He reminds me of Dwight Eisenhower, and like Eisenhower, Mitt Romney appears destined to go all the way. Whatever our reservations, we have to hope devoutly for his success. This country cannot afford another four years of Obama’s destruction of our economy.

The left can enjoy proclaiming that Obama won the third debate. But it was really one of those calculated refusals to engage, resembling Fabius Maximus Cunctator versus Hannibal or Kutuzov versus Napoleon, in which the cunning ultimate victor determinedly declines to permit his opponent to draw him into battle, postponing the final contest to a point which he already knows will be more certainly favorable to himself.

19 Oct 2012

Best Line of the Dinner

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Mitt Romney and Barack Obama both attended the 67th Alfred E. Smith Memorial Foundation dinner at the Waldorf Astoria hotel in New York.

A variety of news sources are collecting the best one-liners.

Policymic

HuffPo

The best I’ve read came via Jim Geraghty’s Morning Jolt email:

[T]he single biggest metaphorical crotch-kick of the night came from great-grandson Al Smith IV, who told President Obama, “We recognize that you have some challenges this year. It’s never good when your opponent has produced more sons than you have jobs.”

17 Oct 2012

Crowley Did Everything She Could For Caliban in Last Night’s Debate

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Candy Crowley alone selected the questions for the debate. Candy Crowley interrupted Romney repeatedly, and awarded Barack Obama an extra 4 minutes of speaking time. And, finally, Candy Crowley came running to Barack Obama’s assistance at the very moment when the challenger had him nailed dead to rights.

I thought that Romney did well enough anyway. My prediction was that Republicans would say Romney won, and democrats would say Obama won, but Romney had some good moments and that was all he needed.

Stilton Jarlsberg, however, simply shrugged all that off, and defended Crowley:

Candy Crowley didn’t do a terrible job as moderator – although she tilted the questions and answers in Barry’s favor a bit too obviously, gave him 10% more time for responses, and frequently cut off Romney as he was making substantive points. But because she kept Carrie Fisher (dressed as “Slave Leia”) chained to her side throughout the debate, we’re willing to forgive her.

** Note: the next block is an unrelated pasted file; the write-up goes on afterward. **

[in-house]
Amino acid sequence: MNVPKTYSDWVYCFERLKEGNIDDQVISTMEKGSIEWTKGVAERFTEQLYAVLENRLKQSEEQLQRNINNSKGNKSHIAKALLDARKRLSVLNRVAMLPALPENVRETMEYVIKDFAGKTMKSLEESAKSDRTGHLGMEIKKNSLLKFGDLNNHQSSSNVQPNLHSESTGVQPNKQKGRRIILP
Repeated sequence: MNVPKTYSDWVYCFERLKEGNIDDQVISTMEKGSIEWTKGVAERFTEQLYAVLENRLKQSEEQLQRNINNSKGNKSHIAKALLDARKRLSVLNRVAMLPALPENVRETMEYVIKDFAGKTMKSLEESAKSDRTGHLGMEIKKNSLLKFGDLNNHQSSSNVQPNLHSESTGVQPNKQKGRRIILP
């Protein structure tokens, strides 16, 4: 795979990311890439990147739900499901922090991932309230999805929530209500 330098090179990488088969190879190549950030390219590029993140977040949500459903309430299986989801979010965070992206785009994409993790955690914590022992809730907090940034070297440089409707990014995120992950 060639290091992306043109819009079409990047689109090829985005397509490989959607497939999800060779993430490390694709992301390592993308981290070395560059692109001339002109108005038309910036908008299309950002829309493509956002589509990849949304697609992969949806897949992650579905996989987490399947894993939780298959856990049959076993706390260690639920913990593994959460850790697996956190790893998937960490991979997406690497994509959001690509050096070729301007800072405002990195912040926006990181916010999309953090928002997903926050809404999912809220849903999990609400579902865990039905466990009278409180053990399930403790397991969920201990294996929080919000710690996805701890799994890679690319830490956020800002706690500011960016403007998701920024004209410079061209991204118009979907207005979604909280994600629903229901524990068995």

09 Oct 2012

“What Is Best in Life?

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What is best in life? To crush your enemies, see them driven before you, and to hear the lamentation of their women! –Conan the Barbarian

Yesterday, we got to listen to the delightfully loud lamentations of Andrew Sullivan, who continues to refer himself as a conservative while operating professionally as one of the left’s most prolific and mendacious spinmeisters.

Poor Andrew is currently panicking.

The Pew poll is devastating, just devastating. Before the debate, Obama had a 51 – 43 lead; now, Romney has a 49 – 45 lead. That’s a simply unprecedented reversal for a candidate in October. Before Obama had leads on every policy issue and personal characteristic; now Romney leads in almost all of them. Obama’s performance gave Romney a 12 point swing! I repeat: a 12 point swing.

Romney’s favorables are above Obama’s now. Yes, you read that right. Romney’s favorables are higher than Obama’s right now. That gender gap that was Obama’s firewall? Over in one night:

    Currently, women are evenly divided (47% Obama, 47% Romney). Last month, Obama led Romney by 18 points (56% to 38%) among women likely voters.

Seriously: has that kind of swing ever happened this late in a campaign? Has any candidate lost 18 points among women voters in one night ever? And we are told that when Obama left the stage that night, he was feeling good. That’s terrifying. On every single issue, Obama has instantly plummeted into near-oblivion. He still has some personal advantages over Romney – even though they are all much diminished. Obama still has an edge on Medicare, scores much higher on relating to ordinary people, is ahead on foreign policy, and on being moderate, consistent and honest (only 14 percent of swing voters believe Romney is honest). But on the core issues of the economy and the deficit, Romney is now kicking the president’s ass.

08 Oct 2012

2012: Liberal Versus Conservative Puritan

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Walter Russell Mead, in a typically witty and insightful essay, compares and contrasts the legacy of Massachusetts Bay and Harvard on this year’s two candidates.

When Wilsonians turn their gaze toward the United States, they become what I think of as the Bostonian school in domestic politics. Like the New England Puritans to whom they owe so much, today’s Bostonians believe that a strong state led by the righteous should use its power to make America a more moral and ethical country. This, I believe, is the tradition in American domestic politics that most profoundly shapes President Obama’s worldview; it inspired many of the abolitionists and prohibitionists who played such large roles in 19th century reform politics, and it continues to influence the country wherever the spirit of Old New England survives. (Not all domestic Bostonians are international Wilsonians, by the way; some believe that America should lead by example rather than by imposing its views on others.)

Bostonians over the years have changed their ideas about morality; few today would agree with Increase Mather and John Winthrop that the state should punish any deviation from Biblical morality as understood by 17th century puritan divines. But when it comes to punishing offenses against righteousness as defined by a congress of humanities professors, multiculturalist activists and foundation grants officers, the liberal morality police are ready to march — and to smite. Today’s neo-puritans would certainly agree that once morality has been re-defined in a suitably feminist, anti-racist, anti-homophobic, anti-tobacco and anti-obesity way, it is the clear duty of the Civil Magistrate to enforce the moral law—and that our governing constitutions and laws must be interpreted—by the godly who alone ought to be seated on the judicial tribunals—to give said magistrates all the power they require for their immense and unending task of moral regulation and uplift.